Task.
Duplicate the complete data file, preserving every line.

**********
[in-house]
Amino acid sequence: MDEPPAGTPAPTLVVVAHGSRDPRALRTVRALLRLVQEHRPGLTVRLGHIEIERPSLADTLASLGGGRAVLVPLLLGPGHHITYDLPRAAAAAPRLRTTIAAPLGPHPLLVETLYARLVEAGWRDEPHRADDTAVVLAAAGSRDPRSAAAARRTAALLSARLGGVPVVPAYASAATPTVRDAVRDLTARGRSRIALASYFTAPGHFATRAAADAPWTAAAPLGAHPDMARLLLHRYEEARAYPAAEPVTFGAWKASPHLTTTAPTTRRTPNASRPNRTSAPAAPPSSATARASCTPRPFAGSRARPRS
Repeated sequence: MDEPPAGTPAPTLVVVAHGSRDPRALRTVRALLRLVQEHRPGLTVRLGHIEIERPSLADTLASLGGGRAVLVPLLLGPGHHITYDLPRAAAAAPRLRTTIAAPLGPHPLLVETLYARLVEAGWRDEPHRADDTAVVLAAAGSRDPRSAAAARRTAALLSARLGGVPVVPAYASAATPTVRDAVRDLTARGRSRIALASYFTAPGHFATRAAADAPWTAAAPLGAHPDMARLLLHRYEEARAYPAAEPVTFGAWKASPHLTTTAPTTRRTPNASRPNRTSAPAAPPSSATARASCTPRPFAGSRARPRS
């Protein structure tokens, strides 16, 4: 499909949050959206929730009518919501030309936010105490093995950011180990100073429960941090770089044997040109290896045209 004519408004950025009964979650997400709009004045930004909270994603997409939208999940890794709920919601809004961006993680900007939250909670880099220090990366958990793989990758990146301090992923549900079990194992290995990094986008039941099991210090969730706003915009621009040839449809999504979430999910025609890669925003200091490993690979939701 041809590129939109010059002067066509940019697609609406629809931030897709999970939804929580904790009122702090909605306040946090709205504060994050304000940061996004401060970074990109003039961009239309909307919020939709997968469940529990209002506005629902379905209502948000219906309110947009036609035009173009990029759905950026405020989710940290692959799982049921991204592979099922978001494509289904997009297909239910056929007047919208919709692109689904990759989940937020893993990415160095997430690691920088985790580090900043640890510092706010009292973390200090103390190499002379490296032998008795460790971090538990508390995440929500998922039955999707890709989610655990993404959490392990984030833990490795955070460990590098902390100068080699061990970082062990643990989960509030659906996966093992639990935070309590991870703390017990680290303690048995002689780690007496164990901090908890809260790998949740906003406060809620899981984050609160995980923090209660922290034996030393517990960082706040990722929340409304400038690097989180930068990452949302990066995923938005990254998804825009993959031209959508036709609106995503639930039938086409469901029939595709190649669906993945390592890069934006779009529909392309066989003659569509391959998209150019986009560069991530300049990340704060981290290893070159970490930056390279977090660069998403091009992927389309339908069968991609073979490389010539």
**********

[in-house]
Amino acid sequence: MDEPPAGTPAPTLVVVAHGSRDPRALRTVRALLRLVQEHRPGLTVRLGHIEIERPSLADTLASLGGGRAVLVPLLLGPGHHITYDLPRAAAAAPRLRTTIAAPLGPHPLLVETLYARLVEAGWRDEPHRADDTAVVLAAAGSRDPRSAAAARRTAALLSARLGGVPVVPAYASAATPTVRDAVRDLTARGRSRIALASYFTAPGHFATRAAADAPWTAAAPLGAHPDMARLLLHRYEEARAYPAAEPVTFGAWKASPHLTTTAPTTRRTPNASRPNRTSAPAAPPSSATARASCTPRPFAGSRARPRS
Repeated sequence: MDEPPAGTPAPTLVVVAHGSRDPRALRTVRALLRLVQEHRPGLTVRLGHIEIERPSLADTLASLGGGRAVLVPLLLGPGHHITYDLPRAAAAAPRLRTTIAAPLGPHPLLVETLYARLVEAGWRDEPHRADDTAVVLAAAGSRDPRSAAAARRTAALLSARLGGVPVVPAYASAATPTVRDAVRDLTARGRSRIALASYFTAPGHFATRAAADAPWTAAAPLGAHPDMARLLLHRYEEARAYPAAEPVTFGAWKASPHLTTTAPTTRRTPNASRPNRTSAPAAPPSSATARASCTPRPFAGSRARPRS
């Protein structure tokens, strides 16, 4: 499909949050959206929730009518919501030309936010105490093995950011180990100073429960941090770089044997040109290896045209 004519408004950025009964979650997400709009004045930004909270994603997409939208999940890794709920919601809004961006993680900007939250909670880099220090990366958990793989990758990146301090992923549900079990194992290995990094986008039941099991210090969730706003915009621009040839449809999504979430999910025609890669925003200091490993690979939701 041809590129939109010059002067066509940019697609609406629809931030897709999970939804929580904790009122702090909605306040946090709205504060994050304000940061996004401060970074990109003039961009239309909307919020939709997968469940529990209002506005629902379905209502948000219906309110947009036609035009173009990029759905950026405020989710940290692959799982049921991204592979099922978001494509289904997009297909239910056929007047919208919709692109689904990759989940937020893993990415160095997430690691920088985790580090900043640890510092706010009292973390200090103390190499002379490296032998008795460790971090538990508390995440929500998922039955999707890709989610655990993404959490392990984030833990490795955070460990590098902390100068080699061990970082062990643990989960509030659906996966093992639990935070309590991870703390017990680290303690048995002689780690007496164990901090908890809260790998949740906003406060809620899981984050609160995980923090209660922290034996030393517990960082706040990722929340409304400038690097989180930068990452949302990066995923938005990254998804825009993959031209959508036709609106995503639930039938086409469901029939595709190649669906993945390592890069934006779009529909392309066989003659569509391959998209150019986009560069991530300049990340704060981290290893070159970490930056390279977090660069998403091009992927389309339908069968991609073979490389010539």